Set against the construction of the Eiffel Tower, this novel charts the relationship between a young Scottish widow and a French engineer who, despite constraints of class and wealth, fall in love.
As the Eiffel Tower rises, a marvel of steel and air and light, the subject of extreme controversy and a symbol of the future, a young Scottish widow and the Tower's engineer fall in love.
In February 1887, Caitriona Wallace and Emile Nouguier meet in a hot air balloon, floating high above Paris--a moment of pure possibility. But back on firm ground their vastly different social strata become clear. Cait is a widow who, because of her precarious financial situation, is forced to chaperone two wealthy Scottish charges. Emile is expected to take on the bourgeois stability of his family's business and choose a suitable wife. With these constraints of class and wealth, Cait and Emile must decide what their love is worth.
Seamlessly weaving historical detail and vivid invention, Beatrice Colin evokes the revolutionary time in which Cait and Emile live--one of corsets and secret trysts, duels and bohemian independence, strict tradition and Impressionist experimentation. To Capture What We Cannot Keep, stylish, provocative and shimmering, raises probing questions about a woman's place in that world, the overarching reach of class distinctions, and the sacrifices love requires of us all.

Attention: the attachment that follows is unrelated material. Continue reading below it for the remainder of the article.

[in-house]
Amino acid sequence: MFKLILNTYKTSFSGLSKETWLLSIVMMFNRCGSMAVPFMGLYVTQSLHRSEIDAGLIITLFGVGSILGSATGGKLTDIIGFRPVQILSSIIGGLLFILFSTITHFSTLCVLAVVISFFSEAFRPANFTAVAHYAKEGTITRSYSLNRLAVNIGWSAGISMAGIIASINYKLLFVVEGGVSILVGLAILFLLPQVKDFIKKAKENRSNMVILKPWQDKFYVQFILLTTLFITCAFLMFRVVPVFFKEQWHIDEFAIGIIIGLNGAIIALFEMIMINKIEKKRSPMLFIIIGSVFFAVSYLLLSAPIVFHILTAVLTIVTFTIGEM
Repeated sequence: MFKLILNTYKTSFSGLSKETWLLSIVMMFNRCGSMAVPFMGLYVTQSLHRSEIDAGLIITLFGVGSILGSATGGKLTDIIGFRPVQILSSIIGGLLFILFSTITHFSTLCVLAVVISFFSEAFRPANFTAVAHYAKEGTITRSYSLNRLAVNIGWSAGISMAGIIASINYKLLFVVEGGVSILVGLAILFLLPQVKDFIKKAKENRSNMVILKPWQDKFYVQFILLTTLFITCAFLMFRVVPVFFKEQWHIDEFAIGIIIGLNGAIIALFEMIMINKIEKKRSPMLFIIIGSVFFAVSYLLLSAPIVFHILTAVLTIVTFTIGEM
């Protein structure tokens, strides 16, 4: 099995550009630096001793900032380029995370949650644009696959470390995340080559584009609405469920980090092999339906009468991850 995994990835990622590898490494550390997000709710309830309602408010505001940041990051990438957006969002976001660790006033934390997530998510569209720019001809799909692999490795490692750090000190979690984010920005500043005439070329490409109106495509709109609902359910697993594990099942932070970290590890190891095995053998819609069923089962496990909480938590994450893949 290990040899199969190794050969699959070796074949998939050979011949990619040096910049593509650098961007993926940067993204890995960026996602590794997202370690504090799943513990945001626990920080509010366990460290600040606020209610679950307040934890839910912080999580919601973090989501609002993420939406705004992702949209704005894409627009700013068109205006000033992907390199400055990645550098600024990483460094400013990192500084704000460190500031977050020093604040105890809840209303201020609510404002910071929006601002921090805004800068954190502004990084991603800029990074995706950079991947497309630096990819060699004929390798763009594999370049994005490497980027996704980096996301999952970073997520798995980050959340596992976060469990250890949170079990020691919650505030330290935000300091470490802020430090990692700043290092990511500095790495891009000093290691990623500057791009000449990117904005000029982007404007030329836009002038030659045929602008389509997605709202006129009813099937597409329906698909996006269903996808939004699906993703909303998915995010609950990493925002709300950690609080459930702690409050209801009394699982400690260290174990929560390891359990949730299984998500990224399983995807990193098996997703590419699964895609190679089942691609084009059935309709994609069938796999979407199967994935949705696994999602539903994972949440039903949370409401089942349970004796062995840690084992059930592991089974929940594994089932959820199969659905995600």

Beatrice Colin's most recent novel is To Capture What We Cannot Keep. She also wrote The Luminous Life of Lilly Aphrodite (published as The Glimmer Palace in the US) and The Songwriter. She has been shortlisted for a British Book Award, a Saltire Award and a Scottish Arts Council Book of the Year Award and writes short stories, screen and radio plays and for children.
Beatrice Colin is a Lecturer in Creative Writing at Strathclyde University in Glasgow.
Allen & Unwin
Allen & Unwin
Paperback - C format